Hannibal’s Elephant Girl, Book One
The path came out of the pine forest, wound beside a large gray tent, and down a gentle slope into the main camp. Many tents and wooden huts dotted a series of low hills, spreading across the landscape like a small city.
I followed the aroma of cooking food to the gray tent where a woman stood beside a fire in the morning sunshine. She sliced vegetables into a simmering pot. Several tables with wooden benches circled the hearth.
She reached for a turnip and glanced my way. Her honey-almond eyes narrowed on me.
“Where did you get that cape?”
I looked down, shuffling my feet in the dirt. I didn’t know what to say.
The woman came toward me, with the knife in her hand. I stepped back.
“That’s Tendao’s cape. Where did you get it?”
I pulled the cloak tighter around myself, then remembered the young man. He’d told me to ask for a woman who would give me something to eat.
“Do you know of Yzebel?”
“I’m Yzebel. Why do you wear Tendao’s cape and ask for me?”
She came closer and grabbed the cloak. I looked at the knife in the woman’s hand, then back at her face. Knots bulged in her clenched jaw, and her brow furrowed, distorting her beautiful face.
I held the cape closed, but Yzebel was too strong for me. She yanked it open. The sudden change I saw in her astonished me. Her stern features transformed so completely, it seemed another person had taken her place. The irritation and anger quickly softened into compassion and tenderness.
“Great Mother Elissa!” Yzebel stared at my bruised body. “What happened to you?”
Yzebel wore a patchwork dress of faded yellow and brown, with a ragged apron tied around her narrow waist. She had her long, dark hair bound up in a twist of braids. She wasn’t old, not yet even to the middle of her life, but what I found most remarkable was her unwrinkled face; the color of creamy cinnamon, her features were soft, like moonlight on silk.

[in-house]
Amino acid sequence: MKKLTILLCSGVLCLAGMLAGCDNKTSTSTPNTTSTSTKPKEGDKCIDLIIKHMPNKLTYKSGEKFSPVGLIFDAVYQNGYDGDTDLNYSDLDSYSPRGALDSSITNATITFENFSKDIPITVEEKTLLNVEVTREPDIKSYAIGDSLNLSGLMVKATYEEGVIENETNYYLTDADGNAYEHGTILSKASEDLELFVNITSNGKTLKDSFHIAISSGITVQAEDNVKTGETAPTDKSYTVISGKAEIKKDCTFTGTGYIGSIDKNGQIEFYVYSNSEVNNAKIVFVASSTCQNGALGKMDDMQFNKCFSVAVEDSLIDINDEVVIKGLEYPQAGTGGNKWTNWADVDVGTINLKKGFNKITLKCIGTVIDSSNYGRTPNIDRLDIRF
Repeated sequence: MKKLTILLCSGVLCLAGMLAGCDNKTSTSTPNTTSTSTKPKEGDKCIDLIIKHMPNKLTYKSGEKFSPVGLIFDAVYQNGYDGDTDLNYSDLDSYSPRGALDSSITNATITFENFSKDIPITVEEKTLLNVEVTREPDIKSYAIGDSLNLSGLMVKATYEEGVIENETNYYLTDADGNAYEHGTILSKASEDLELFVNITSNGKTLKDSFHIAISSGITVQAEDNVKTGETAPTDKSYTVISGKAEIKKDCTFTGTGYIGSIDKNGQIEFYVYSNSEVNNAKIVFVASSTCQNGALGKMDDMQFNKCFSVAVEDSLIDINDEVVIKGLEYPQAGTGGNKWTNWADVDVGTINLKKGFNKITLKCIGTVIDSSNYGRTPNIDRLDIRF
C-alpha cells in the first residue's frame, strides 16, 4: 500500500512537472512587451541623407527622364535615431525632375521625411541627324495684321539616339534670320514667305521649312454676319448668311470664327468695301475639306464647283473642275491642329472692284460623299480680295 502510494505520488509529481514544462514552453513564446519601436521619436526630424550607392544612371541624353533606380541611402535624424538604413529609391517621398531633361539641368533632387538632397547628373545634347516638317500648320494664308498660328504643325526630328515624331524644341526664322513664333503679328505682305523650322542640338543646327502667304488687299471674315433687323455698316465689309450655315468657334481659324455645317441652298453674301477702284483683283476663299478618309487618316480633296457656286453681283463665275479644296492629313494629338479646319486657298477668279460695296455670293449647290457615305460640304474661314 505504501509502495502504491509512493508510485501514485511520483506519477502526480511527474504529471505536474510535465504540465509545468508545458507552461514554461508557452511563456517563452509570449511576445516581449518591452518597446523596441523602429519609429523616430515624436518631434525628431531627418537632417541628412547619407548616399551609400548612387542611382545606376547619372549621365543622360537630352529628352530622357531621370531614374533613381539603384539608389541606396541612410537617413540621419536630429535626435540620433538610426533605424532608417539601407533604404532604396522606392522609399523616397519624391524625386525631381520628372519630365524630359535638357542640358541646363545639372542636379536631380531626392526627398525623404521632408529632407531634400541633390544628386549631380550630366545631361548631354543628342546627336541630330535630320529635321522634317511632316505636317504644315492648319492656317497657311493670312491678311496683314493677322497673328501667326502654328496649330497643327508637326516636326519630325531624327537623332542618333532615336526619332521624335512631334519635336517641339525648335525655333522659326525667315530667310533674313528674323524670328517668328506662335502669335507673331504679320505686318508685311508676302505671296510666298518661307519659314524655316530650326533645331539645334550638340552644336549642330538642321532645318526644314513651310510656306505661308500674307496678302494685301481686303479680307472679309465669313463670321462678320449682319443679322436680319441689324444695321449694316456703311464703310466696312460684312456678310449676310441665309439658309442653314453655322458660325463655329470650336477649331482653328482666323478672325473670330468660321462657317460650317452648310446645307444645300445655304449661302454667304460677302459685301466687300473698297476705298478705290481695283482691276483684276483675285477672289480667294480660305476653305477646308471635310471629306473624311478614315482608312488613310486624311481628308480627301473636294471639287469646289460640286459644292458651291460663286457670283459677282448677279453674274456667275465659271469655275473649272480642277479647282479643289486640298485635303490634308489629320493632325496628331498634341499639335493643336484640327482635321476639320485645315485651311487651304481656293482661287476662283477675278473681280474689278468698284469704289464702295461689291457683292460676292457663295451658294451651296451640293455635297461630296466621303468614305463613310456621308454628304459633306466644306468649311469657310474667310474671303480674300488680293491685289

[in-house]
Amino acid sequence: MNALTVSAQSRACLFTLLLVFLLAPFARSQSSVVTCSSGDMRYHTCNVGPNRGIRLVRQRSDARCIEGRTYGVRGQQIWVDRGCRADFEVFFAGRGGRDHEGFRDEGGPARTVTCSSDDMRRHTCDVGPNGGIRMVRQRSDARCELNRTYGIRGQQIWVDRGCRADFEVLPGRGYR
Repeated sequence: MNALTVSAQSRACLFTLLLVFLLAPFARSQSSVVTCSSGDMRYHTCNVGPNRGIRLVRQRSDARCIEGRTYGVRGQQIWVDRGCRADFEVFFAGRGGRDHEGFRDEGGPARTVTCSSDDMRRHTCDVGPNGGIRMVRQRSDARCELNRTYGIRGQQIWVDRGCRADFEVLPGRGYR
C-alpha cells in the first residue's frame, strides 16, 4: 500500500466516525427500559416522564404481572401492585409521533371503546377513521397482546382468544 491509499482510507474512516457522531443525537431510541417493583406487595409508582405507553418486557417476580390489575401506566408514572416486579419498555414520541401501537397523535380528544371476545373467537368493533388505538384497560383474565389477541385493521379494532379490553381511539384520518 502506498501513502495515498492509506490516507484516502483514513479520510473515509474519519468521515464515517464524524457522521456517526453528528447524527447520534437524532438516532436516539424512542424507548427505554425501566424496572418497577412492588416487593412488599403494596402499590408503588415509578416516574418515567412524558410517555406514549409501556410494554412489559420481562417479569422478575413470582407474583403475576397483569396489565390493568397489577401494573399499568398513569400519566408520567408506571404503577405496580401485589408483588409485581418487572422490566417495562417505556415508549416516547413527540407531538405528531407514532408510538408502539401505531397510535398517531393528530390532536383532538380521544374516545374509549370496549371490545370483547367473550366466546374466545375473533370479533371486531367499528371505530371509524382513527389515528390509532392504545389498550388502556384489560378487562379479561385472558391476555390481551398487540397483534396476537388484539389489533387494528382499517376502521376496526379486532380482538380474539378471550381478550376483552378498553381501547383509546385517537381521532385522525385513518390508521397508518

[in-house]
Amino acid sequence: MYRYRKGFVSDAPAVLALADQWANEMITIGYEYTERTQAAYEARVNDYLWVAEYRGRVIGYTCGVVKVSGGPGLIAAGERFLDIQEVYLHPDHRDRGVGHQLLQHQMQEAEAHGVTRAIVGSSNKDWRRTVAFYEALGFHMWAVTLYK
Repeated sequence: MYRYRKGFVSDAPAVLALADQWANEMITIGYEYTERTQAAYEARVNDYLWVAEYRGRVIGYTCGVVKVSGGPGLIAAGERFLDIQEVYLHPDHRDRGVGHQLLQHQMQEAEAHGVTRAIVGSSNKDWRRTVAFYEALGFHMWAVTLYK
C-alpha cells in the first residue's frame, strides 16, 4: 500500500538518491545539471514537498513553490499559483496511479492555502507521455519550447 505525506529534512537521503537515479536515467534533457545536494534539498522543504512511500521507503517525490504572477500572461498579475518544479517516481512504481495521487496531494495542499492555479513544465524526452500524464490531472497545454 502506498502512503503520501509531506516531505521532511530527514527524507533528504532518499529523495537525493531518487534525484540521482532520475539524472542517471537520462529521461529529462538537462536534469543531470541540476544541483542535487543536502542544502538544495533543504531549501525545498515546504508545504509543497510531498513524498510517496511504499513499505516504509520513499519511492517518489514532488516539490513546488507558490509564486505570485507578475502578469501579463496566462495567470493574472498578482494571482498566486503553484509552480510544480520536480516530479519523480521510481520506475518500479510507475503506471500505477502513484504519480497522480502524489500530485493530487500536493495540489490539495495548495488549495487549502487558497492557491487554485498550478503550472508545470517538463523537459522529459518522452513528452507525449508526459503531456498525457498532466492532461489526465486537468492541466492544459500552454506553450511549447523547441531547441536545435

I glanced down at my body and saw the many cuts and bruises. Only then did I realize what a terrible ordeal I’d been through. I hurt all over, especially the back of my head. I remembered being sick and hot, so very hot, before they threw me into the river. But beyond that, little of my memory remained. Weakness swept over me, and I felt brittle, like a broken limb in a cold wind. I shook my head in response to Yzebel’s question.
“You’re so thin.” Yzebel gently pulled the cape closed and put her arms around me.
If anyone had ever embraced me before, I couldn’t remember. I let go of my rock and hoped she didn’t hear it hit the ground.
“Your hair is wet.” She took a long strand, smoothed it back over my shoulder, then reached for my hand. “Come over here where it’s warm.”
Yzebel led me to the fireside, where I sat and leaned back against a log. The fire warmed my aching body, and the smoke from the crackling pine knots wrapped me in a pleasant, soothing smell. I stared deep into the fire, watching the flames leap and dance. The fire seemed like the flicker of life itself.